Photo credit: General symptoms of Gray Leaf spot infection (Photo: Roger Clark, AGS)
The first known UK case of Gray Leaf Spot disease on perennial ryegrass turf signals the arrival in Britain of potentially the most damaging fungal disease for this grass variety – and it’s a problem that can be extremely difficult to control
By Dr Kate Entwistle
The Turf Disease Centre
As a disease of amenity turf, Gray Leaf Spot initially developed as a problem on warm-season turf grasses (notably St Augustine grass, Stenotaphrum secundatum) in the USA but, in the early 1990s, it became a serious problem in Lolium perenne perennial ryegrass and tall fescue turf being maintained in sports facilities. The disease then began to appear in Europe and has, over the past 15 to 20 years, progressed through much of mainland Europe – most notably Spain, Portugal, France, Germany, Austria and Switzerland.
In August 2020, however, The Turf Disease Centre confirmed the development of Gray Leaf Spot disease in a UK sample of perennial ryegrass turf, with spores of the causal fungus abundant in the symptomatic plants. This is the first known occurrence of the disease in UK perennial ryegrass and the importance of this outbreak should not be underestimated. This is potentially the most damaging fungal disease that can develop on stands of perennial ryegrass turf and the disease can be extremely difficult to control.
Spores of Pyricularia grisea developing on a leaf lesion
Causes and signs
Gray Leaf Spot disease is caused by the fungus Pyricularia grisea (although some accounts refer to the fungus as P. oryzae) which produces uniquely shaped spores that allow for rapid and absolute confirmation of its presence on affected plants.
The sexual stage of the fungus has not been identified in amenity turf and therefore the disease develops through successive cycles of asexual infection, with each cycle producing a greater spore mass than the preceding one. Under high temperatures (28°C and above) and humidity, the fungus produces spores extremely rapidly and the disease can appear to ‘explode’ through previously unaffected turf.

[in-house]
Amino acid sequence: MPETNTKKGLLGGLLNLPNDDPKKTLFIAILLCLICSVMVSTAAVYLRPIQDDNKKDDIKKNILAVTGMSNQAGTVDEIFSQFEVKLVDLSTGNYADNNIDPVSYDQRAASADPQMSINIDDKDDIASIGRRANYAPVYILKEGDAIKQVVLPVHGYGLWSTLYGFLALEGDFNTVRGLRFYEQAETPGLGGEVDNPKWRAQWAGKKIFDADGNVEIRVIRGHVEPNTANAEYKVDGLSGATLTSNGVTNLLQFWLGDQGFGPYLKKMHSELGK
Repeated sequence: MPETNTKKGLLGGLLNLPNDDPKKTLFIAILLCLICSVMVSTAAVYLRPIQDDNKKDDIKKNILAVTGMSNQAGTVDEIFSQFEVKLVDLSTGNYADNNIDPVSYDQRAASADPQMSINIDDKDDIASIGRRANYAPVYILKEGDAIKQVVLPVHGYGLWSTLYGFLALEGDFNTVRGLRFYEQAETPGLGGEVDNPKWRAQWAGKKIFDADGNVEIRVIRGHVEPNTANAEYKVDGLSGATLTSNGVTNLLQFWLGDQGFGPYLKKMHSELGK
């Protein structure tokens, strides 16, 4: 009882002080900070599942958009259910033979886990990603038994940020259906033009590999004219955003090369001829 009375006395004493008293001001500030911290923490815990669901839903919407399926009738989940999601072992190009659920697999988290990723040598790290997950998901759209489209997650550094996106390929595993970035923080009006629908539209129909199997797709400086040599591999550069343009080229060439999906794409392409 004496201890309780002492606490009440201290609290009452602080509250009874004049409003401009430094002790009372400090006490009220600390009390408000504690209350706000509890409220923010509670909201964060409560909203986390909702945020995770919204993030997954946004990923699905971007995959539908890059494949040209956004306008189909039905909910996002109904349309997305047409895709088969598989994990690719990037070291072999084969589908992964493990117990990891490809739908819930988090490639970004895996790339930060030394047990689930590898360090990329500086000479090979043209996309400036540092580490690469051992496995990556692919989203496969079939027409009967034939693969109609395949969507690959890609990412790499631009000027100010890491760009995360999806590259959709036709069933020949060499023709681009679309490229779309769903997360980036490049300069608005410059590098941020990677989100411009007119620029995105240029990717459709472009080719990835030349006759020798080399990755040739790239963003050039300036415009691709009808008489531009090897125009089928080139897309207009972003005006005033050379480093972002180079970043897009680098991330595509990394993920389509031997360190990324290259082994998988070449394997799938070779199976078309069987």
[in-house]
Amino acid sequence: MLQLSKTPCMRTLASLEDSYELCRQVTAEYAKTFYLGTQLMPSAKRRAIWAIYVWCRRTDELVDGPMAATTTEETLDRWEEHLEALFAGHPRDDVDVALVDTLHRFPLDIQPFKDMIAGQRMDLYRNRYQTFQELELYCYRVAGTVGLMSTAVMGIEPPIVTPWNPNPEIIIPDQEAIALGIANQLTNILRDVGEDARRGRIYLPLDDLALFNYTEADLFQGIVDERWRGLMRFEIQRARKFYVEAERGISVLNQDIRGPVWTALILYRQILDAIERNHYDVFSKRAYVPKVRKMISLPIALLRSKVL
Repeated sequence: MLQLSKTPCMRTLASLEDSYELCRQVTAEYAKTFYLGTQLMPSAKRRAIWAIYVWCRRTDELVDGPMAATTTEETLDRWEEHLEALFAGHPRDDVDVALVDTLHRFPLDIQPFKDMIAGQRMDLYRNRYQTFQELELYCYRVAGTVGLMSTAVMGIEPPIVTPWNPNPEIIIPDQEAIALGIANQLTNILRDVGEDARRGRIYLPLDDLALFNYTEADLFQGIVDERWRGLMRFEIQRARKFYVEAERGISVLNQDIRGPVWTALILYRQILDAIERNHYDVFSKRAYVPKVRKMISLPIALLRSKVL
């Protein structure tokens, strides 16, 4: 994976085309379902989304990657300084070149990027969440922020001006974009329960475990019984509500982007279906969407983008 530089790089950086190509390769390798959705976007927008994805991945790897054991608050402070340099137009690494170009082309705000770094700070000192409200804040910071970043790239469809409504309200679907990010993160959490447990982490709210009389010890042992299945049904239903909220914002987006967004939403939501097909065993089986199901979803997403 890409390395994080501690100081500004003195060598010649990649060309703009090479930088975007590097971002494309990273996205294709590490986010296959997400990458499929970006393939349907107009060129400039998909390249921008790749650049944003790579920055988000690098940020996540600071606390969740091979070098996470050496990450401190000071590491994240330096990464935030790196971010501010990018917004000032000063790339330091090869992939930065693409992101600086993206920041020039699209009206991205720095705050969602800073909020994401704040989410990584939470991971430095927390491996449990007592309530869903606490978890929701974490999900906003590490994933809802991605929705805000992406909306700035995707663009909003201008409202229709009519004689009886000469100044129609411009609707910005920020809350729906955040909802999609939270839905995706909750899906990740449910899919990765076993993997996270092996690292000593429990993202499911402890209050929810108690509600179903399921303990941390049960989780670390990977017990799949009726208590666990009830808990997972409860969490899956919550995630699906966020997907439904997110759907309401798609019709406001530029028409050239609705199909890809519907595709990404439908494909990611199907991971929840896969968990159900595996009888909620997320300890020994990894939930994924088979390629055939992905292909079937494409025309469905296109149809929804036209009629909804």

The fungus produces a huge number of asexual spores (conidia) onto the surface of infected leaf tissue and, en masse, the development of spores gives the appearance of a grey velvet covering to the leaf – hence its common name of Gray Leaf Spot. These spores are very easily moved by wind, water or mechanical means to enable rapid spread of the infection and an increase in disease severity.
Leaves may show lesions or spots when the fungus has entered the plant and started the process of infection. More commonly, these small leaf lesions go unnoticed and the first observed symptom will be diffuse areas of tan-coloured turf that appear to increase rapidly in number and in size, can follow the line of mowing (through movement of spores, or water across the turf) and may resemble either drought or heat stress.
Turf breeders have, however, made huge steps in producing varieties of perennial ryegrass that show significantly reduced susceptibility to the disease (and smooth stalked meadowgrass – Poa pratensis – appears to be unaffected).
Visit www.theturfdiseasecentre.co.uk for details of how The Turf Disease Centre provides an independent turf disease service to turf managers and others in the amenity turf industry
Spores developing en masse giving a gray ‘velvet’ appearance to the leaf
Understanding Gray Leaf Spot
I have been working closely with Sabine Braitmaier (ProSementis GmbH, Germany) on Gray Leaf Spot for several years. Sabine, who first identified the disease in Germany in 2017, has helped many stadia to limit its occurrence and severity through her understanding of the fungus and how infection can progress. A more complete article on Gray Leaf Spot – the fungus, the disease and its management – will be published in the coming months but, in the meantime, additional information is available from myself (firstname.lastname@example.org) or Sabine (Sabine.Braitmaier@prosementis.de).
It is essential that we understand the fungi that cause disease problems in turf so that we can effectively predict occurrence and identify the best management options. To further our understanding, we will be working with Dr Colin Fleming, Dr Deborah Cox and Dr Thomas Fleming (Agri-Food and Biosciences Institute, Belfast) to complete molecular studies on the fungus present in the UK and hopefully explore its relationship with the fungi that cause Gray Leaf Spot in turf grasses across Europe and more widely.
NB: It is imperative that the disease is diagnosed correctly before any action is taken.